The Moon and Venus will 'kiss' in rare celestial spectacle this week
Valentine's Day may have been and gone for another year, but that doesn't mean you can't have some romance in your life this February as the Moon and Venus will kiss in a rare celestial spectacle this week.
The rare occurrence will take place this Thursday, February 27. On this night, providing that the sky is suitably clear, you'll be able to see a crescent moon and the bright orb that is venus come together for a kiss.
The kiss will be easy to spot because, simply put, on Thursday night, the Moon and Venus will be the brightest objects in the sky.
So what causes this spectacle? I hear you ask. Well, Venus, which, as many of you will already know is named after the Roman goddess of love, and sometimes the "evening star" when it's particularly bright, is currently mid "apparition", per In The Sky.
In short, this means that it's at the furthest possible distance from the sun.
Now, providing that you paid a reasonable amount of attention in school, you'll also know that it takes 29.5 days for the Moon to orbit the Earth, and it entered a new cycle on February 23, meaning that on this day, it was barely visible. However, now that it's begun to travel around the Earth again, it will become visible again, resulting in Thursday's crescent moon.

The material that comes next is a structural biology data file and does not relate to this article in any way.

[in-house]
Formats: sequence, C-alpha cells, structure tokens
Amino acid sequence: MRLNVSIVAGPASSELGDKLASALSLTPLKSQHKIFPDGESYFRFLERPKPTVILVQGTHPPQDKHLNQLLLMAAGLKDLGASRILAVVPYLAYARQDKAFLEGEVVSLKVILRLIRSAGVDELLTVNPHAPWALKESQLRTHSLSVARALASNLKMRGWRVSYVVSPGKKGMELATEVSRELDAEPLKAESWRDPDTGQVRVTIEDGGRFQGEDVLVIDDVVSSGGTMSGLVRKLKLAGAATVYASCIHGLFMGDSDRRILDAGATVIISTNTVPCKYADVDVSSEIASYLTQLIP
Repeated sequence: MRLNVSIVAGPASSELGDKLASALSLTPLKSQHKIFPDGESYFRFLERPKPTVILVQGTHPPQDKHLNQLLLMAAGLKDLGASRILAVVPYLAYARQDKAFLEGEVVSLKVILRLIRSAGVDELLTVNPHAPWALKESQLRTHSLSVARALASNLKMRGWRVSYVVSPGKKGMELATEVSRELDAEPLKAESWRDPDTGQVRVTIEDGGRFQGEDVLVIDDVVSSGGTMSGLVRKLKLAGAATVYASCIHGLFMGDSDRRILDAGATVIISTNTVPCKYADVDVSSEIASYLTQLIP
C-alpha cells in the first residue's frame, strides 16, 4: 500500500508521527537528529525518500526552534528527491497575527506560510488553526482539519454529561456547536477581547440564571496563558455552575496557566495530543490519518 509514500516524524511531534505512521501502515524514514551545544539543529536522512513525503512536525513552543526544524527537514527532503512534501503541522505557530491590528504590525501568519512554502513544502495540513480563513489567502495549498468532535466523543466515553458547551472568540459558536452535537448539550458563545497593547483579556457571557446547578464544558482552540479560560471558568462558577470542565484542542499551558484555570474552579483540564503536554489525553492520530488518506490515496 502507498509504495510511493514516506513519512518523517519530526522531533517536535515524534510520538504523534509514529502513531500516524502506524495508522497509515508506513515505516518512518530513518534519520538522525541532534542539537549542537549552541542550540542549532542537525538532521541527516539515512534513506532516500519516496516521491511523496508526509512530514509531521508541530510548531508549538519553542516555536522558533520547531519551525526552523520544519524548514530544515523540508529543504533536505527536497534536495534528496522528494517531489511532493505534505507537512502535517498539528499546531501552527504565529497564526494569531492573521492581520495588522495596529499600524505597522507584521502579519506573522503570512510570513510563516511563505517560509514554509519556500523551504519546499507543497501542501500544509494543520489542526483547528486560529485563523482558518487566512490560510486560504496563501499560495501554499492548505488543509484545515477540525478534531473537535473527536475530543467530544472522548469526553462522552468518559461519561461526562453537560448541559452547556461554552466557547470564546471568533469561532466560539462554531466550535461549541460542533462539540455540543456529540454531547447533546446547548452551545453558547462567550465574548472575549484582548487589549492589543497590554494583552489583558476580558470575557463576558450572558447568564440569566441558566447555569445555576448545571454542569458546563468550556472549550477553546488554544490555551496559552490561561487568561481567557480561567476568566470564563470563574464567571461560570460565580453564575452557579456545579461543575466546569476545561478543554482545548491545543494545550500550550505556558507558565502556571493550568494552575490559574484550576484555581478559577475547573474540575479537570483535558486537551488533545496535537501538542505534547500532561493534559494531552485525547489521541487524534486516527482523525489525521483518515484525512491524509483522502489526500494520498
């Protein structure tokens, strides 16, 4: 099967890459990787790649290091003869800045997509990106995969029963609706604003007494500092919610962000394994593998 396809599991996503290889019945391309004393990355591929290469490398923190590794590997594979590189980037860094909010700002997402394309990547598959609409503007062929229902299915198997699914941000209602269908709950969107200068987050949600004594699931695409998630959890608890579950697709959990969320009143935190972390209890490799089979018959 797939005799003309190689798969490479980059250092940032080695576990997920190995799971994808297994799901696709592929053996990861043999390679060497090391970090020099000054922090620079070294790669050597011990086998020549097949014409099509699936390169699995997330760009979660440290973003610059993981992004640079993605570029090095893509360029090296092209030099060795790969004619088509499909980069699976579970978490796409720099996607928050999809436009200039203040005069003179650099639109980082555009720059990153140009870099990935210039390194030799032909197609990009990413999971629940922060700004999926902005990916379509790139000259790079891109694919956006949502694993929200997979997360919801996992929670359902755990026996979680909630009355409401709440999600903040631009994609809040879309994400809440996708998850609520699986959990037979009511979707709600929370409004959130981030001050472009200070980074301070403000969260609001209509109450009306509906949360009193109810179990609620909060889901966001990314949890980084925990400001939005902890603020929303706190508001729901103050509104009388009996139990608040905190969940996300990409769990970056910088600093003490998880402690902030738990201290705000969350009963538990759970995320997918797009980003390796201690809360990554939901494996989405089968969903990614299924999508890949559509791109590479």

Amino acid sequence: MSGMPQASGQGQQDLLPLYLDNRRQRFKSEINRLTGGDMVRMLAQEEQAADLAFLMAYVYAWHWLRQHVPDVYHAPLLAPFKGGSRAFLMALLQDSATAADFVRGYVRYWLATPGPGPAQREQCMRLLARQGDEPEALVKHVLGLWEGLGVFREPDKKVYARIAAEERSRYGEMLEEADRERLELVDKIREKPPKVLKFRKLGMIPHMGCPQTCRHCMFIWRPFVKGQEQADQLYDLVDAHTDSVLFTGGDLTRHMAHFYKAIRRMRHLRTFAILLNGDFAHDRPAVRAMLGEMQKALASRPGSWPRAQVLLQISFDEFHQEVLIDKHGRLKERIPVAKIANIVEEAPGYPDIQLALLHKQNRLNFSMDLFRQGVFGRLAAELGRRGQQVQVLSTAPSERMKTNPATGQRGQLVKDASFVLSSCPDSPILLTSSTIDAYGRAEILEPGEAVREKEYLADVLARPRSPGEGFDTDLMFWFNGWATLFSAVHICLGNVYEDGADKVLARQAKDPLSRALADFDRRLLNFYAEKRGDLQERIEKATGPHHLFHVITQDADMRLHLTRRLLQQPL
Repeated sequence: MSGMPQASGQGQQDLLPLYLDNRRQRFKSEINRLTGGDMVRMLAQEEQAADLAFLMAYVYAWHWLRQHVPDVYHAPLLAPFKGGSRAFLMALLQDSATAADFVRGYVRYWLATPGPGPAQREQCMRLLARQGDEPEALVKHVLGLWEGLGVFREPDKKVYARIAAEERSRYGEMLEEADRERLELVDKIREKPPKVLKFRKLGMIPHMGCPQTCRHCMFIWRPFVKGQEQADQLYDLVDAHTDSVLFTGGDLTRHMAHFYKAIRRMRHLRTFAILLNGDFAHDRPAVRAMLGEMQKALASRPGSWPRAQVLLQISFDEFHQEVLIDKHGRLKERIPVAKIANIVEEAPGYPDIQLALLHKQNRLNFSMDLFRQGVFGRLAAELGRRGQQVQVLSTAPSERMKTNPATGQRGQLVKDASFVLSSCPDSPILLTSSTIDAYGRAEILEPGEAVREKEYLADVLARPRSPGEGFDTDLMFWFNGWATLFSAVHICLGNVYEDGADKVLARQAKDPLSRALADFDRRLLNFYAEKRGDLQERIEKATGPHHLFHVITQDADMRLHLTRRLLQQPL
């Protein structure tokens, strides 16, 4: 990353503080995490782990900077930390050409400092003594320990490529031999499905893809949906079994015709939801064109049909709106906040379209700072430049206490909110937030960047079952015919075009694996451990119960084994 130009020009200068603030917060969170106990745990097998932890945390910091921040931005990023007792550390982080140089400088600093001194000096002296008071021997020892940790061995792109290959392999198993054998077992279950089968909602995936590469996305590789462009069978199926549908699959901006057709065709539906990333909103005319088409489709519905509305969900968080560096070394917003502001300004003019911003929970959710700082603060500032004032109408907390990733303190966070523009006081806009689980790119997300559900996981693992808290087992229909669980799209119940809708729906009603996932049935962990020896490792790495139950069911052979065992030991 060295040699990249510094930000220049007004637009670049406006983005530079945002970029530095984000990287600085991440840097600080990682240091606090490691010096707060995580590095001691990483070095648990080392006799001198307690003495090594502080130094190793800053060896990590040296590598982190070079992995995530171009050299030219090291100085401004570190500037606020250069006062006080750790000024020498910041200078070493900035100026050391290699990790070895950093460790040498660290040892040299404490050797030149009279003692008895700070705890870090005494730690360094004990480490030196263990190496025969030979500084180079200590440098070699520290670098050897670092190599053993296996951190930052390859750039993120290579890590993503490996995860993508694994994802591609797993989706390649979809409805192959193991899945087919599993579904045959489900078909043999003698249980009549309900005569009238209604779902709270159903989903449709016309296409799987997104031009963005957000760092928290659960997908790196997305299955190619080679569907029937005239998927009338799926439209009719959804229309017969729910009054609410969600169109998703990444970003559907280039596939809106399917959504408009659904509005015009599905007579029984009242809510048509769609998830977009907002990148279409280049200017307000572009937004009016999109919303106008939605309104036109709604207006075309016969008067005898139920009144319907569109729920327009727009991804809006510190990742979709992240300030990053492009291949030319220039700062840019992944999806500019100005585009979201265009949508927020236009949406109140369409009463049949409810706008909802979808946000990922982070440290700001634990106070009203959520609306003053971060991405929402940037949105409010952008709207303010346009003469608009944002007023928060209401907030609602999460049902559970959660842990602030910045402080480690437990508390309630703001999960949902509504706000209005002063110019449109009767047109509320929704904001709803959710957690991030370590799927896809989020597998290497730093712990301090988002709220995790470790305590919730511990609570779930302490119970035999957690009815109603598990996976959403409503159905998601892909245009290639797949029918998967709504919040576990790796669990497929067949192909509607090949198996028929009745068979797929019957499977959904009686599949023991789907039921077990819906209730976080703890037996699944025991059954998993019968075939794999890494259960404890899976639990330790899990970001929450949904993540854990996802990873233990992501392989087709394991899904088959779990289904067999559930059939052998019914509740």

Venus and the Moon follow a near-identical path through the night sky. This is why they will appear to kiss on Thursday night. The path is known as the ecliptic, per Earth Sky.
The planet Venus is pictured below next to a crescent moon, which lasts for a number of days after the Moon's new stage.
However, while it might look like the Moon and Venus are kissing on Thursday night, in reality, the two are actually going to be very far apart. The Moon is 249,892 miles away from Earth, and Venus is 84 million miles away, per Space.com.
And don't worry if you don't get the chance to see the kiss on Thursday night, a similar event is taking place on March 28!